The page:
It is not every weekend that you receive an invitation to dine as a special guest at an exquisite Thai feast hosted by some Buddhist monks in your home city. So, when the opportunity to tag along with one of the speakers at the event (my dad) came my way, I was thrilled and intrigued in equal measures. I've never been to Thailand but I love the version of Thai food we eat in the UK and was very keen to try some more authentic dishes. I wasn't disappointed. In bizarre contrast to my usual Sunday pastimes, I spent the afternoon sampling some delicious Thai cuisine, dabbling in a little Buddhist meditation, and getting a fascinating insight into Cambridge's Thai community. Here's how it went down...
First came the food; bowls and plates piled high with fresh, colourful, deliciously aromatic food. On arrival, I was fascinated by a huge display of intricately carved fruit, which had to be given a table of its own, and continued to be wowed by the effort that had been made with the presentation as well as the flavour of every dish. The pride taken by our chefs for the day, members of Cambridge's Thai community who also run or cook for the local Thai restaurants, was evident as they served us dish after dish, urging us to try this or that, talking to us about their favourites, and constantly checking whether we needed more. We didn't; the portions were incredibly generous and the bowls seemingly bottomless. And everything we tried was so delicious that I wanted to eat it over and over again.
There was a huge selection of foods, ranging from more familiar dishes like coconut milk curries to those more usually found in Thai homes, like cold salads and spicy minced meat. An intriguing papaya salad almost blew our heads off. A lively little number consisting of shredded papaya and fresh tomatoes, the cold dish was laden with fiery chilli, producing a nice refreshing crunch on first bite followed by an intense heat that made my eyes water. We were advised to try it little and often, but our Thai host informed us that she eats it all the time at home. Another unusual dish was a spicy, fragrant mix of minced pork and sliced liver with fresh coriander. A dry meat dish was a nice change from creamy curries and stir-fries, and reminded me of the moist, fruitiness of an Indian hyderabadi curry I like so much.
I hope I'm not too much of a predictable disappointment when I admit that the coconut milk curries were my favourite part of the meal. The chicken green curry was mild, but with a hint of chilli lurking beneath the light fragrant coconut, and the duck red curry had a great spicy kick going on. The coconut milk sauce of both dishes was much lighter and thinner than I've tended to make my Thai curries in the past. The great smooth consistency was still there but without being too thick and creamy. This meant more attention was paid to the lovely tender meat and the use of authentic ingredients, like the whole lychees in the duck curry. Soaked up by the fluffy Thai rice, the curries held the whole menu together.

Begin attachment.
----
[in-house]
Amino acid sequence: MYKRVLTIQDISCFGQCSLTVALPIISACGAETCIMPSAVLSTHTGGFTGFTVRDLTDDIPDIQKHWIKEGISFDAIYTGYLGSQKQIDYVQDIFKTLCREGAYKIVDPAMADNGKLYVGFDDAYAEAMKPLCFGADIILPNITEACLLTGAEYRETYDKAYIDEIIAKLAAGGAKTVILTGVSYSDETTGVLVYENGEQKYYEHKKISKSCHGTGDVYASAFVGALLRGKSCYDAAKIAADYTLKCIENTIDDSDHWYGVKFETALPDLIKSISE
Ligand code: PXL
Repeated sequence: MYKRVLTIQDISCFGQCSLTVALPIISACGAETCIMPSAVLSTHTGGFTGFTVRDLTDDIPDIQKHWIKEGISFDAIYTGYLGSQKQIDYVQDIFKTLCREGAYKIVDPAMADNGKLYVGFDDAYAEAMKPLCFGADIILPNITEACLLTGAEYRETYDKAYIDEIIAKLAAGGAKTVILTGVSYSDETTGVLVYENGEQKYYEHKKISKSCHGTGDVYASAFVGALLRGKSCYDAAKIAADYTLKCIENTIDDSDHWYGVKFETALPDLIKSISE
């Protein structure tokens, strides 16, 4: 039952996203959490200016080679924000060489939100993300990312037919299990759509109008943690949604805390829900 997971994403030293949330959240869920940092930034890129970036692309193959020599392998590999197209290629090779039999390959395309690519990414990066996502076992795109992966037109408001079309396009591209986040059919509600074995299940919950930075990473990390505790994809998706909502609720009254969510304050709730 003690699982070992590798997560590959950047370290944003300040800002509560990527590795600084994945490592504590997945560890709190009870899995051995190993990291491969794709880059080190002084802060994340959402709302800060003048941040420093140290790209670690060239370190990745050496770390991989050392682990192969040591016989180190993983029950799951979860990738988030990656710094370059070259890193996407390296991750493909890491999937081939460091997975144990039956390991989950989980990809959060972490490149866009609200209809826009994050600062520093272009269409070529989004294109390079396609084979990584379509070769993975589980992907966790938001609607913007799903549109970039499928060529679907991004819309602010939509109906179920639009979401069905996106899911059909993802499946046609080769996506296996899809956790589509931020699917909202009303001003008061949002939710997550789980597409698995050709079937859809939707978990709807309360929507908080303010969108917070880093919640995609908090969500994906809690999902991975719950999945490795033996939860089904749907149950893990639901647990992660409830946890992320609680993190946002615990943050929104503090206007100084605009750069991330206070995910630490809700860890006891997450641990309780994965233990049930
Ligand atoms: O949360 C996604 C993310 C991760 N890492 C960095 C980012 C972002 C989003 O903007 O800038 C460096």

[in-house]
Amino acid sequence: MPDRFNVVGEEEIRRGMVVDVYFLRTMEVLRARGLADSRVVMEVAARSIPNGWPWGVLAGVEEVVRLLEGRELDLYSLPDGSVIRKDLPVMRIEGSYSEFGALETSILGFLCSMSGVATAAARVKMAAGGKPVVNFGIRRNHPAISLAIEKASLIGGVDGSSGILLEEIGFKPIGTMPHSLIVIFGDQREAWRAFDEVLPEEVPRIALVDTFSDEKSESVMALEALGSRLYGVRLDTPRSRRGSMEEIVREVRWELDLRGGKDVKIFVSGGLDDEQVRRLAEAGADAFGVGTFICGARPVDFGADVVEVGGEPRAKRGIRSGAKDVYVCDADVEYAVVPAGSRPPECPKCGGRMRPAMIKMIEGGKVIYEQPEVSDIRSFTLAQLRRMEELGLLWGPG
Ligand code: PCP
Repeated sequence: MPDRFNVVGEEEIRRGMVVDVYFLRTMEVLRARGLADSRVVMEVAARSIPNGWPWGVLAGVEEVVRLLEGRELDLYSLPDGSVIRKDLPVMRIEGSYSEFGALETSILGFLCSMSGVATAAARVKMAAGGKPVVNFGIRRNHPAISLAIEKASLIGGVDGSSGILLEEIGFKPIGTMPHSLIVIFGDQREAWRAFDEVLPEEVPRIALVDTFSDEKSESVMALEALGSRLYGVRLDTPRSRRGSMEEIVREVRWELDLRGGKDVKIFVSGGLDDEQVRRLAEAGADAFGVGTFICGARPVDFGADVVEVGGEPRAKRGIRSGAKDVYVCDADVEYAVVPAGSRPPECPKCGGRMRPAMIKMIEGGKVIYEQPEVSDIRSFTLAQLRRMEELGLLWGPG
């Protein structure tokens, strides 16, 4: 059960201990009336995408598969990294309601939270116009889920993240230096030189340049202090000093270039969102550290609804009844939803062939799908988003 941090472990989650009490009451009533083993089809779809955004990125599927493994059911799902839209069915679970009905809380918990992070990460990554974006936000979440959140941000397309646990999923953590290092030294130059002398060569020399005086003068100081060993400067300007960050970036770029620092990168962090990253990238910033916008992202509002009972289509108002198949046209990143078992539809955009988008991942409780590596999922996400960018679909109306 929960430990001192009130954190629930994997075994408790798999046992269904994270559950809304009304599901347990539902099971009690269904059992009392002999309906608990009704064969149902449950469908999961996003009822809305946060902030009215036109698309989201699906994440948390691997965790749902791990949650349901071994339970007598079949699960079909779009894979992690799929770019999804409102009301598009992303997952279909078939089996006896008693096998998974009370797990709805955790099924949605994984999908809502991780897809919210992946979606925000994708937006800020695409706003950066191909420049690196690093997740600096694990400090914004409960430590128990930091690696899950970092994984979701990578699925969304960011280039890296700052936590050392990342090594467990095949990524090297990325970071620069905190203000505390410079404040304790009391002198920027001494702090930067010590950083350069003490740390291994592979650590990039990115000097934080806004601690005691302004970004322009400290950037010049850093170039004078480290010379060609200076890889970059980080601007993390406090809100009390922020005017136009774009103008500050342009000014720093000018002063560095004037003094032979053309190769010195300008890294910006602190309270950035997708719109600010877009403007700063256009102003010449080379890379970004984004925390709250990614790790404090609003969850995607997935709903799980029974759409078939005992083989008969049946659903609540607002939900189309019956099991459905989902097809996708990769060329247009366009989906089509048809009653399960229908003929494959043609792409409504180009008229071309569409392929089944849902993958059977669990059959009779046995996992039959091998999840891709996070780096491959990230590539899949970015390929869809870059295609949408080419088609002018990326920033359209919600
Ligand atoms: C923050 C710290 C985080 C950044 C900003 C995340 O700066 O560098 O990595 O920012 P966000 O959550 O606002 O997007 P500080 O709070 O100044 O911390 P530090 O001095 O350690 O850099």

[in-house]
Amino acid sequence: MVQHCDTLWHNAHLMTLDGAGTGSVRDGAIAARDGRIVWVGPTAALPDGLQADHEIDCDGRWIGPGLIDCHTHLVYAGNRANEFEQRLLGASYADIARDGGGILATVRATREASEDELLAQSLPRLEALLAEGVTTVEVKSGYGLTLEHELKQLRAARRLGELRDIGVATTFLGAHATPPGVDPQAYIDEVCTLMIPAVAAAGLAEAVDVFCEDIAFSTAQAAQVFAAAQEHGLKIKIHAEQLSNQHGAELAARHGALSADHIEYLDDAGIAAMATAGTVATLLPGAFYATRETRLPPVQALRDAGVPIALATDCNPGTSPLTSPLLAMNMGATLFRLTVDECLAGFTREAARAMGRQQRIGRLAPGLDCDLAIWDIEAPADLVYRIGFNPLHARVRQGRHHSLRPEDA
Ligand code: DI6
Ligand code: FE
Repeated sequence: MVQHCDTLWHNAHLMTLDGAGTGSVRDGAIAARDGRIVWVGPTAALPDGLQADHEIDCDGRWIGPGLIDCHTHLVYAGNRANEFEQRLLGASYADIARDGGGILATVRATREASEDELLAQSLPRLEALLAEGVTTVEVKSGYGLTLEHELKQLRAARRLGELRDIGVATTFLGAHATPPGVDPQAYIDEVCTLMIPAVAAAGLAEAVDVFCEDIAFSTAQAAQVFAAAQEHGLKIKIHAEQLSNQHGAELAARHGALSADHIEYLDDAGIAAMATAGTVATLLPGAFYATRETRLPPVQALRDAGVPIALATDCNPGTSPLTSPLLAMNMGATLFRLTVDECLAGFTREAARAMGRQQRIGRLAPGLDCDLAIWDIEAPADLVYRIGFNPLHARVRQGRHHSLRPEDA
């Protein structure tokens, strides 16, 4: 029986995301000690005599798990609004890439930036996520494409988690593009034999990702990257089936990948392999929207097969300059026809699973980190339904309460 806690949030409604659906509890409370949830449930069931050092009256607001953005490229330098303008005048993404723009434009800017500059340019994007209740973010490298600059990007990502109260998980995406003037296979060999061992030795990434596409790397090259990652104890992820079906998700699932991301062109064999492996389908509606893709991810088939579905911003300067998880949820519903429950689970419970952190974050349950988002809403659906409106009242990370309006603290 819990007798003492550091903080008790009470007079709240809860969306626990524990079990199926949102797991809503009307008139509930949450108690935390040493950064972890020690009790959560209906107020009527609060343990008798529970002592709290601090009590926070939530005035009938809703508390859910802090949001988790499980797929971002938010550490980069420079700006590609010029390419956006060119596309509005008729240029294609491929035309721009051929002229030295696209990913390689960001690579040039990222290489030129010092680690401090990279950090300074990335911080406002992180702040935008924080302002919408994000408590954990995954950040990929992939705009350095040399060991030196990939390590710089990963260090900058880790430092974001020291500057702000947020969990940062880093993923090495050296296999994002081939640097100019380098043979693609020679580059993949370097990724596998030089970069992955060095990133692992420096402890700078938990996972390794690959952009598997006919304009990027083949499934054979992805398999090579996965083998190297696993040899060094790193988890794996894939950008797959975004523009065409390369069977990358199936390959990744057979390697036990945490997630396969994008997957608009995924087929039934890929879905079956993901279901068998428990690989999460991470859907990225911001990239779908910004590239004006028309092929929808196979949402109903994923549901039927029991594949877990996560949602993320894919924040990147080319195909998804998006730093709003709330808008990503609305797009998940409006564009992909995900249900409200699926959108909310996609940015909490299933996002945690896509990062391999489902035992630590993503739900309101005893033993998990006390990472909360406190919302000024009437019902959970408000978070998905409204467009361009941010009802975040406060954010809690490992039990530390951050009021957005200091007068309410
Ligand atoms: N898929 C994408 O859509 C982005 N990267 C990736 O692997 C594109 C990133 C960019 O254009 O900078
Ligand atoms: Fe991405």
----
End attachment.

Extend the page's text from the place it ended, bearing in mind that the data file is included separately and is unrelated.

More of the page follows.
As usual, my eyes proved to be bigger than my belly, and suddenly I was being rushed through dessert - fresh fruit to cleanse the palate and some pretty sweets covered in shredded coconut - to be ushered into the ceremony hall. I found myself feeling very full, in need of a nap, and faced with a stage filled with beautiful flower displays, ornate gold and carved wood temples, and four Buddhist monks from the Cambridge Buddha Metta community. I hadn't been briefed about the Civara Dana Ceremony portion of the event, but took the ensuing meditation and Thai dancing in my stride. The basic meditation (chanting and breathing) focused on well being, happiness, and long-term benefits of letting go of anger and negativity, in a relaxed, unobtrusive way. Perhaps the equivalent to a nap on the sofa and a touch of Antiques Roadshow after a big Sunday roast. The Thai dancing then woke everyone up, with some popular Thai dance tunes, stunning outfits, and traditional Thai moves. Definitely not your usual Sunday afternoon but, in fact, an amazing insight into a very different side to the Cambridge we see on a daily basis.
The event was hosted by Netherhall School in cooperation with Buddha Metta Cambridge, supported by Cambridge's British, Thai and International communities, to raise funds for a new Buddhist temple in Cambridge. I attended as a guest of the organisers.